I didn’t know anything about food from Burkina Faso before this week. I also did not get much of a response from Reddit, so I had to mostly rely on my own research when working out what to make.
Burkina Faso, previously known as the Republic of Upper Volta, is a landlocked country in West Africa.
The Mossi people settled the area in the 11th and 13th centuries; they are still the largest ethnic group in the country. In 1896, France colonized the region as part of French West Africa, before it gained independence in 1960. French remains Burkina Faso’s official language.
In the years since then, the country has suffered from corruption, droughts, famines, and general instability. This may be why Burkina Faso is one of the world’s least developed countries. Islamic terrorists operate within the country and neighboring regions. Over 1 million of the country’s 21 million inhabitants are internally displaced persons, meaning they have been forced to leave their homes but remain within the country.
What Do People Eat in Burkina Faso?
Burkinabé cuisine is based on staple foods including peanuts, potatoes, beans, yams, and okra. The most commonly eaten grains are rice, maize, and millet, and grilled meat is popular when it’s available.
Probably the most common food is tô, which is a bland mash of grains. It’s often served with a vegetable sauce, but it’s also a common accompaniment to any stew.
There are some French influences, but these would probably be more evident if Burkina Faso was not such a poor country. Ingredients are typically limited to what can be easily obtained, and imported products are only just starting to become more common in urban areas.
What I Made
Scroll down to read about other popular Bukinabé dishes I didn’t make!
Ragout d’Igname (Beef and Yam Stew)
Ragout d’igname, meaning ‘yam stew’ in French, is popular in many West African countries, but particularly in Burkina Faso. This typically contains beef, yam, tomato, and onion as the main flavors. The recipe I used, from At Home World Traveler, included garlic, ginger, carrots, and chili.
I didn’t use yams because the grocery store didn’t have any, even though I’m sure they’ve had them before. I used sweet potatoes instead. Contrary to what appears to be popular belief here in the United States, yams and sweet potatoes are not the same thing. Yams are starchier and more similar to a regular potato, whereas sweet potatoes are sweeter (obviously!) and softer when cooked.
I also cooked the beef for a lot longer than the recipe specified, since in my experience, stewing cuts take at least an hour to become tender, usually more. I think I cooked this for close to two hours, but I added the vegetables in later in the cooking process so they wouldn’t get mushy.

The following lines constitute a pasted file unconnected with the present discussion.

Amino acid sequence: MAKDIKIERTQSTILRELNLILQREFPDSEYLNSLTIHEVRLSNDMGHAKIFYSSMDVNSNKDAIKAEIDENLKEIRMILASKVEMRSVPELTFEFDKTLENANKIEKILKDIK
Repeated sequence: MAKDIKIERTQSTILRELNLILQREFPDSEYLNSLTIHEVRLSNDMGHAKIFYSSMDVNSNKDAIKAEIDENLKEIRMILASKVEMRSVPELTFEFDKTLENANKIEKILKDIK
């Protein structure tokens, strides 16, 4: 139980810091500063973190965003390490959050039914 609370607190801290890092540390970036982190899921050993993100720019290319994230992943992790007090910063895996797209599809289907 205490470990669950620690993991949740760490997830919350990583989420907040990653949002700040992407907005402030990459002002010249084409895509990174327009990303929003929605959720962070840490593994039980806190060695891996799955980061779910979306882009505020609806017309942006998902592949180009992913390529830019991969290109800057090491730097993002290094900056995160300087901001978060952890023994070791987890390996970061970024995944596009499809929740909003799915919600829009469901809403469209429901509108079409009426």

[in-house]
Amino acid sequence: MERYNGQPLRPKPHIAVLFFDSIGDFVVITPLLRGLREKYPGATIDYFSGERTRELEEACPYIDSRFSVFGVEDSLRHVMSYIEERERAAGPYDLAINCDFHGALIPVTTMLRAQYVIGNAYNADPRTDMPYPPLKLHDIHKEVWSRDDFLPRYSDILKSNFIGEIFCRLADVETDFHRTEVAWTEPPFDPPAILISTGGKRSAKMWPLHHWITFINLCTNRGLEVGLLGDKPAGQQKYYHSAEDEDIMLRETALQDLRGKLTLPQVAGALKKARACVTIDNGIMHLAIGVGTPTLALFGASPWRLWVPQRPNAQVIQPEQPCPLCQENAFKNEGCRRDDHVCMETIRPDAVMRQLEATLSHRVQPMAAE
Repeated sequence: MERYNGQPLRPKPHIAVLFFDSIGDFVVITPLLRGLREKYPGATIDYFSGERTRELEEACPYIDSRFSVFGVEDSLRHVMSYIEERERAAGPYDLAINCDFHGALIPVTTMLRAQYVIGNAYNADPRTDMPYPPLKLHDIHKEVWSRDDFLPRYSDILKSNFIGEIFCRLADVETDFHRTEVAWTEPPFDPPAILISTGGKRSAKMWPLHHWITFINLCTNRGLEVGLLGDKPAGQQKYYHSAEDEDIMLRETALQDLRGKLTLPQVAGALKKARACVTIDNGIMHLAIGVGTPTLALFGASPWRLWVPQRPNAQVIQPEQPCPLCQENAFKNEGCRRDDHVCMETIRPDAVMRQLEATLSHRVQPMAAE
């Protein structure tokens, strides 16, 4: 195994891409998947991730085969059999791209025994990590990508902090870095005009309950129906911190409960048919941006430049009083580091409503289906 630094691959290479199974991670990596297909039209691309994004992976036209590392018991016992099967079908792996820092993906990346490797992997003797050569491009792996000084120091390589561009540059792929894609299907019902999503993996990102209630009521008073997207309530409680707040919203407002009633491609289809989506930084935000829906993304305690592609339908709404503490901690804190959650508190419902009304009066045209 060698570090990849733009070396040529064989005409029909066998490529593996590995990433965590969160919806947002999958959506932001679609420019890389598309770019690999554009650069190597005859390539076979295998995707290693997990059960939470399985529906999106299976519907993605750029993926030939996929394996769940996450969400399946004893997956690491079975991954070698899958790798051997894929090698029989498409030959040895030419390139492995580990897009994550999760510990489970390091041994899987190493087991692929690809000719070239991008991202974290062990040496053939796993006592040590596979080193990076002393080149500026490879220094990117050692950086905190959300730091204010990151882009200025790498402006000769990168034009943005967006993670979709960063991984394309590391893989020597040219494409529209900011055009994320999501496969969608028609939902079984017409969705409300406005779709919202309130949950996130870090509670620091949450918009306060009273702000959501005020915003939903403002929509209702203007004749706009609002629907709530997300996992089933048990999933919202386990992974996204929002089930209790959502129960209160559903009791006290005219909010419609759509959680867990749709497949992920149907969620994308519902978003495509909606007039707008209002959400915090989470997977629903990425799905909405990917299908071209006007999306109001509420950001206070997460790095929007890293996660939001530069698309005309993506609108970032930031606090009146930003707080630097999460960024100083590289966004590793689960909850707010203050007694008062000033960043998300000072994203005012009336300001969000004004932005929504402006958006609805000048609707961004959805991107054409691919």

This stew was alright, but it didn’t really feel that different from a regular beef stew. I served it with tô (next dish), which made for a good combination. But I don’t think I would make this again.
Tô (Cornmeal Mash)
It turns out many African countries have some kind of cornmeal (or other grain) mash that is served with everything. Tô is Burkina Faso’s version, and it is traditionally made with sorghum or millet, but can also be made with cornmeal or rice flour.
I had white cornmeal left over from the pap I made for Botswana, so I used that. I followed a simple recipe from Congo Cookbook and I did just use water, as written. The result was bland, as you would expect, but that’s intended. This was thicker than the pap and came out looking very similar to mashed potato. In fact, if you added butter, milk, and salt, maybe it would even taste similar. I served it with the ragout d’lgname, where it soaked up the stew’s flavor.
I am probably going to cheat and just use chicken stock next time a similar dish comes up. The pap from Botswana was quite good on its own, but the tô wasn’t and I accidentally made more than I needed for the amount of stew I made.
Riz Gras (‘Fat Rice’)
Riz gras is named after the French term for ‘fat rice’. It probably got its name from the amount of oil used in the dish. There are many variations, but it’s essentially a dish made of rice and a variety of vegetables. Meat can be included too.
I followed a recipe from Hot Eats and Cool Reads, which includes chicken (I used thighs), garlic, onion, tomato, and jalapeños. I had some carrot and bell pepper that I needed to use up, so I added them too. I chopped the vegetables instead of using the food processor, and then proceeded with the recipe.
This was an extremely simple dish, but somehow, it came out tasting amazing!
Bissap (Hibiscus Tea)
Bissap is tea made from hibiscus flowers, and it’s popular in many parts of Africa, as well as in the Caribbean and Mexico. It is very easy to make; all you have to do is add dried hibiscus flowers and water to a saucepan and boil for ten minutes or so. There are many optional flavorings you can add, such as vanilla, orange blossom water, pineapple juice, and mint, but I used vanilla. The tea is usually sweetened to taste; I didn’t want to make it too sweet so I only added about a tablespoon of sugar.
I thought this was pretty good and it suited the weather, since it’s been hot here. I’m not sure I’d keep a stash of hibiscus flowers on hand just for making this though.
If you want to try making bissap, I followed the recipe from International Cuisine.
Other Popular Burkinabé Dishes
- Babenda – a thick stew-like dish made from fermented locust beans, bitter greens, and rice. Dried fish is often added too.
I found it interesting to try food from Burkina Faso. I’d heard of hibiscus-flavored drinks before and was glad to have the opportunity to try one. My favorite dish by far was the riz gras.
Next week, I’ll be cooking food from Burundi.